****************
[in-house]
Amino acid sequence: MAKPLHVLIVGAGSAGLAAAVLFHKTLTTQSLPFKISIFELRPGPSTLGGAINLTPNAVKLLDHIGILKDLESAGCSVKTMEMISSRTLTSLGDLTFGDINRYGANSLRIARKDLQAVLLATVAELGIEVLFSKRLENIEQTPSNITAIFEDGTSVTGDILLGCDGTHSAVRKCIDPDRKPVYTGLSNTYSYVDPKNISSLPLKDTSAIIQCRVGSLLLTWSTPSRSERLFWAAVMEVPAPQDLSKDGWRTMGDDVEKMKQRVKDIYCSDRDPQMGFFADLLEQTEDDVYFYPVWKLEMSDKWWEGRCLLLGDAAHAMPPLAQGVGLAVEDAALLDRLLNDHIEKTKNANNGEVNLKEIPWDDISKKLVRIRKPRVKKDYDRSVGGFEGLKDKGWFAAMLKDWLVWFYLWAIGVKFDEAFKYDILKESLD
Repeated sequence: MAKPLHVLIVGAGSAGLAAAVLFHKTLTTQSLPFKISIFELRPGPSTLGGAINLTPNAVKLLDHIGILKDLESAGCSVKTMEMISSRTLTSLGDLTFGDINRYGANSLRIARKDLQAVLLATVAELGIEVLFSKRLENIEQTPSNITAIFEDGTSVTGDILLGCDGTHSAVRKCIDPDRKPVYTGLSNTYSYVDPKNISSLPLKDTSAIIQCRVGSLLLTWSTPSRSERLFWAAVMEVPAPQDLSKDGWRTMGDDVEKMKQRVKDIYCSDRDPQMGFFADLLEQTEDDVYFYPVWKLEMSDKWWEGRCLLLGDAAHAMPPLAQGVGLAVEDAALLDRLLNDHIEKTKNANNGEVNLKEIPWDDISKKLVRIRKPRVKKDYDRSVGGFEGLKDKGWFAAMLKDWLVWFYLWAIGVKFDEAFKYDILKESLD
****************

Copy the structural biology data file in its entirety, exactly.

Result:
[in-house]
Amino acid sequence: MAKPLHVLIVGAGSAGLAAAVLFHKTLTTQSLPFKISIFELRPGPSTLGGAINLTPNAVKLLDHIGILKDLESAGCSVKTMEMISSRTLTSLGDLTFGDINRYGANSLRIARKDLQAVLLATVAELGIEVLFSKRLENIEQTPSNITAIFEDGTSVTGDILLGCDGTHSAVRKCIDPDRKPVYTGLSNTYSYVDPKNISSLPLKDTSAIIQCRVGSLLLTWSTPSRSERLFWAAVMEVPAPQDLSKDGWRTMGDDVEKMKQRVKDIYCSDRDPQMGFFADLLEQTEDDVYFYPVWKLEMSDKWWEGRCLLLGDAAHAMPPLAQGVGLAVEDAALLDRLLNDHIEKTKNANNGEVNLKEIPWDDISKKLVRIRKPRVKKDYDRSVGGFEGLKDKGWFAAMLKDWLVWFYLWAIGVKFDEAFKYDILKESLD
Repeated sequence: MAKPLHVLIVGAGSAGLAAAVLFHKTLTTQSLPFKISIFELRPGPSTLGGAINLTPNAVKLLDHIGILKDLESAGCSVKTMEMISSRTLTSLGDLTFGDINRYGANSLRIARKDLQAVLLATVAELGIEVLFSKRLENIEQTPSNITAIFEDGTSVTGDILLGCDGTHSAVRKCIDPDRKPVYTGLSNTYSYVDPKNISSLPLKDTSAIIQCRVGSLLLTWSTPSRSERLFWAAVMEVPAPQDLSKDGWRTMGDDVEKMKQRVKDIYCSDRDPQMGFFADLLEQTEDDVYFYPVWKLEMSDKWWEGRCLLLGDAAHAMPPLAQGVGLAVEDAALLDRLLNDHIEKTKNANNGEVNLKEIPWDDISKKLVRIRKPRVKKDYDRSVGGFEGLKDKGWFAAMLKDWLVWFYLWAIGVKFDEAFKYDILKESLD